I’ve titled this Monday Musings “scattered thoughts” because I don’t want to raise expectations that I’m going to write a treatise on what is a fascinating but oh-so complex topic. I was inspired to write this post by author Annabel Smith’s asking me to take part in her Friday Faves* post on favourite memoirs. For this post, Smith asked six writers/bloggers to nominate their favourite memoir. Three of us chose Australian memoirs. Do check the link I’ve provided if you’re interested – I certainly enjoyed reading my co-invitees’ selections.
According to my stats, I have read and reviewed 24 autobiographies or memoirs over the history of this blog. I don’t want to get into discussions about autobiography vs memoir now, except to say that Wikipedia’s definition is pretty much how I see it:
An autobiography tells the story of a life, while a memoir tells a story from a life.
By this definition, a memoir will tend to focus on an aspect of a person’s life, often an event or activity that defines who they are or why they are the way they are! Over half of the 24 books I’ve reviewed are memoirs, and a little over half of them are by Australian writers.
The main point I want to make here is that while memoirs reach far back into time, as the Wikipedia article describes, they started gaining popularity – and, with it, visible literary status – in the last couple of decades. Early standouts for me were an Australian one, Sally Morgan’s My place, and an Irish-American one, Frank McCourt’s Angela’s ashes. Who hasn’t read these! Both are moving stories, and both are written by people who can write! It’s all very well to have a story to tell, but there’s more to it than that …
So much more, in fact, that memoirs have become the subject of academic and critical discussion. Where, for example, is the boundary between memoir and autobiographical fiction? Why would an author pass off as memoir a work that was fiction – such as James Frey’s A million little pieces. Despite controversies like this, however, memoirs have cachet and are appearing on literary prize shortlists.
Take, for example, the Kibble Literary Awards (the Nita B Kibble Literary Award for an established Australian female writer, and the Dobbie Literary Award for a first published work by a female writer). These awards are for “life-writing” and can be won by “novels, autobiographies, biographies, literature and any writing with a strong personal element”. In recent years, memoirs have been among the winners, such as Kristina Olsson’s Boy lost: A family memoir (2014), Kate Richards’ Madness: A memoir (2014), Lily Chan’s Toyo: A memoir (2013), and Inga Clendinnen’s Tiger eye (2001).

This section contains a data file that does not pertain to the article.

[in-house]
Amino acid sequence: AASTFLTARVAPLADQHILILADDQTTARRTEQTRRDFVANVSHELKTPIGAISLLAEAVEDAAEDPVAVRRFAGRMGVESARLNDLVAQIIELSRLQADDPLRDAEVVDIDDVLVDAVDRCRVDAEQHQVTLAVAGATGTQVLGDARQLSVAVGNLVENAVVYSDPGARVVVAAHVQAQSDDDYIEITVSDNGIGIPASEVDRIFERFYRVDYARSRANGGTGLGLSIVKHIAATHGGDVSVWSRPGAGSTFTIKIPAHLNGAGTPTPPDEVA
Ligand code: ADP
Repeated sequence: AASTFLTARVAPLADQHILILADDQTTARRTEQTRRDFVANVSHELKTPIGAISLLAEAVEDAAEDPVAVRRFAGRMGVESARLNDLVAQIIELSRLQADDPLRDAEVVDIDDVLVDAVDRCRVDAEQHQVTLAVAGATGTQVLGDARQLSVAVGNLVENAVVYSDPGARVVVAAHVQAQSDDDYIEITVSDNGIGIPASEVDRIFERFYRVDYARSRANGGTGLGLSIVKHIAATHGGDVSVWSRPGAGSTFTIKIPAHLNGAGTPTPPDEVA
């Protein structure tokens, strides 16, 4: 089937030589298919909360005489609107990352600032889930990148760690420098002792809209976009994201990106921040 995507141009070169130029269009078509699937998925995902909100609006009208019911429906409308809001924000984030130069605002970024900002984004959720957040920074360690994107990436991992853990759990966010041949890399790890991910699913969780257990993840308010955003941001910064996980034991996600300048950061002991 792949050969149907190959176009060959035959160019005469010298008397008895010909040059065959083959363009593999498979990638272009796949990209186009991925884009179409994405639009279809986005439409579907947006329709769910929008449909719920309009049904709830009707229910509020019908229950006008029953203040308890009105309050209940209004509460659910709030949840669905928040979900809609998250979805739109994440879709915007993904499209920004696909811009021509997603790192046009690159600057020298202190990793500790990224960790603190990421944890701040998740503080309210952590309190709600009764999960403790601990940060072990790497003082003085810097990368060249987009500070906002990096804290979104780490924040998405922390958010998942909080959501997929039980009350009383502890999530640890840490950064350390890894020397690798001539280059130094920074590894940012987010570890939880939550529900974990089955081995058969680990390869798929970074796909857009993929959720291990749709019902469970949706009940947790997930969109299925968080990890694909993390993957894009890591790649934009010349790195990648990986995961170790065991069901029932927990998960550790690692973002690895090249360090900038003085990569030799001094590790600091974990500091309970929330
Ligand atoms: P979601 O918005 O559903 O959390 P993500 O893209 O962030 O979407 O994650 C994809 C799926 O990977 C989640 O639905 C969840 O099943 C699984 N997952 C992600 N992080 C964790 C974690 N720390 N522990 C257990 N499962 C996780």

These awards, though, are for life writing so it’s not surprising that memoirs feature. Memoirs, however, also appear in non-fiction awards. Kate Richards, for example, won the non-fiction prize in the Adelaide Festival Awards for Literature in 2014 for Madness: A memoir. Kristina Olsson’s Boy lost: A family memoir won the Douglas Stewart Prize for Non-fiction in the 2014 New South Wales Premier’s Literary Awards, and Malcolm Fraser with Margaret Simons won the same award in 2011 for Malcolm Fraser: The political memoirs.
And then there’s the Stella Prize, established in 2012 for “writing by Australian women in all genres”. So far, a memoir hasn’t won, but they have been short and long-listed. The 2012 longlist included Patti Miller’s The mind of a thief; the 2013 longlist had Gabrielle Carey’s Moving Among Strangers: Randolph Stow and my family and Kristina Olsson’s Boy lost: A family memoir. Kristina Olsson also made it to the shortlist. This year, Biff Ward’s In my mother’s house which, coincidentally, will be my next review, was longlisted, though it didn’t make the shortlist.
Don’t worry, I’m not going to keep listing awards won by memoirs, because I think I’ve made my point that memoirs are worthy of serious consideration. Certainly, I enjoy a good memoir – and I like thinking about what makes a memoir. I’ve read several Australian memoirs last year which did not feature in awards but which had strong voices that engaged me, such as Margaret Rose Stringer’s And then like my dreams (my review) and Olivera Simić’s Surviving peace (my review).
I’m intrigued by novels which are closely autobiographical, like, say, Kate Jennings’ Snake (my review). It’s a novel, but Jennings used excerpts from it in Trouble (my review), which she called her “fragmented autobiography”. Barbara Hanrahan’s The scent of eucalyptus (my review) is also highly autobiographical.
Then there are the books that more explicitly span the memoir-fiction divide. Kate Holden’s The romantic: Italian nights and days (my review) is, she says, memoir. She started it as a novel, feeling memoirs are “narcissistic”, but realised it was her “life” so she turned back to memoir – and wrote it in third person! And this brings me to the book I nominated for Annabel Smith’s post, Francesca Rundle-Short’s Bite your tongue (my review). Described as a fiction-cum-memoir, it too is told third person – in the main, because a few first person chapters are interspersed in the book. Rendle-Short chose third person because the story was too hard to tell so she had to come at it “obliquely”, while Holden chose third person to maintain “critical distance” from her former self.
Oh dear, I think this has been a bit of a ramble … but it’s a topic I love thinking about. Thanks Annabel for inspiring me to post on it today!
Now I’d love to know whether you, reading this, are memoir readers, and if you are, what makes a good one for you.
* Friday Faves is a series on Smith’s blogs in which she asks one or more writers and/or bloggers to write about a favourite book, often on a specific topic. I reviewed her novel/ebook/app The ark last year.